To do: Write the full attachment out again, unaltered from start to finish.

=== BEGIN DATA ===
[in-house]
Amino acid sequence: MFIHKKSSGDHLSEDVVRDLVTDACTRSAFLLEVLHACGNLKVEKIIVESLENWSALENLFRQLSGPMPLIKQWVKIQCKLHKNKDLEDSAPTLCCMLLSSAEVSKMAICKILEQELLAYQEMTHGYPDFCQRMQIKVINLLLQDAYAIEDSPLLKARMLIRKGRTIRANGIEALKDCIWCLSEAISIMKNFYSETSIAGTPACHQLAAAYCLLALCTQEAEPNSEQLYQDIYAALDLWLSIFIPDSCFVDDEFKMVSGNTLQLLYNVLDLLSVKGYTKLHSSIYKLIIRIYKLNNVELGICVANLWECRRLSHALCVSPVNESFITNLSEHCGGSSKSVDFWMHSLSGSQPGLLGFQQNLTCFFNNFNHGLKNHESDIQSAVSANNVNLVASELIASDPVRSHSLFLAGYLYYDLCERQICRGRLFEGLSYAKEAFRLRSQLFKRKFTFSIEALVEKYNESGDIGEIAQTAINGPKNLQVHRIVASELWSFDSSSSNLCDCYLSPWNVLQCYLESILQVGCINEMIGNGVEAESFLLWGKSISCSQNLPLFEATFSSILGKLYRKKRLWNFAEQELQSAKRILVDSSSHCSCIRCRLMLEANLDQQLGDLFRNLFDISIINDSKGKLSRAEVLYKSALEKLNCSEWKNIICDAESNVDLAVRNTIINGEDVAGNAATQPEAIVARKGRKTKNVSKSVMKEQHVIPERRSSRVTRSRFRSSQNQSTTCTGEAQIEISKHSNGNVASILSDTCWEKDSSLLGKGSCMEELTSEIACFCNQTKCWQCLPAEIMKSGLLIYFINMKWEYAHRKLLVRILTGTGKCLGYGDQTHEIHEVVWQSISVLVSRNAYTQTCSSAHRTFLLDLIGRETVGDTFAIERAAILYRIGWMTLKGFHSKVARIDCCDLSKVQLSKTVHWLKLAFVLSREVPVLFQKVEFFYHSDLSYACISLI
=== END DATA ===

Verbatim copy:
[in-house]
Amino acid sequence: MFIHKKSSGDHLSEDVVRDLVTDACTRSAFLLEVLHACGNLKVEKIIVESLENWSALENLFRQLSGPMPLIKQWVKIQCKLHKNKDLEDSAPTLCCMLLSSAEVSKMAICKILEQELLAYQEMTHGYPDFCQRMQIKVINLLLQDAYAIEDSPLLKARMLIRKGRTIRANGIEALKDCIWCLSEAISIMKNFYSETSIAGTPACHQLAAAYCLLALCTQEAEPNSEQLYQDIYAALDLWLSIFIPDSCFVDDEFKMVSGNTLQLLYNVLDLLSVKGYTKLHSSIYKLIIRIYKLNNVELGICVANLWECRRLSHALCVSPVNESFITNLSEHCGGSSKSVDFWMHSLSGSQPGLLGFQQNLTCFFNNFNHGLKNHESDIQSAVSANNVNLVASELIASDPVRSHSLFLAGYLYYDLCERQICRGRLFEGLSYAKEAFRLRSQLFKRKFTFSIEALVEKYNESGDIGEIAQTAINGPKNLQVHRIVASELWSFDSSSSNLCDCYLSPWNVLQCYLESILQVGCINEMIGNGVEAESFLLWGKSISCSQNLPLFEATFSSILGKLYRKKRLWNFAEQELQSAKRILVDSSSHCSCIRCRLMLEANLDQQLGDLFRNLFDISIINDSKGKLSRAEVLYKSALEKLNCSEWKNIICDAESNVDLAVRNTIINGEDVAGNAATQPEAIVARKGRKTKNVSKSVMKEQHVIPERRSSRVTRSRFRSSQNQSTTCTGEAQIEISKHSNGNVASILSDTCWEKDSSLLGKGSCMEELTSEIACFCNQTKCWQCLPAEIMKSGLLIYFINMKWEYAHRKLLVRILTGTGKCLGYGDQTHEIHEVVWQSISVLVSRNAYTQTCSSAHRTFLLDLIGRETVGDTFAIERAAILYRIGWMTLKGFHSKVARIDCCDLSKVQLSKTVHWLKLAFVLSREVPVLFQKVEFFYHSDLSYACISLI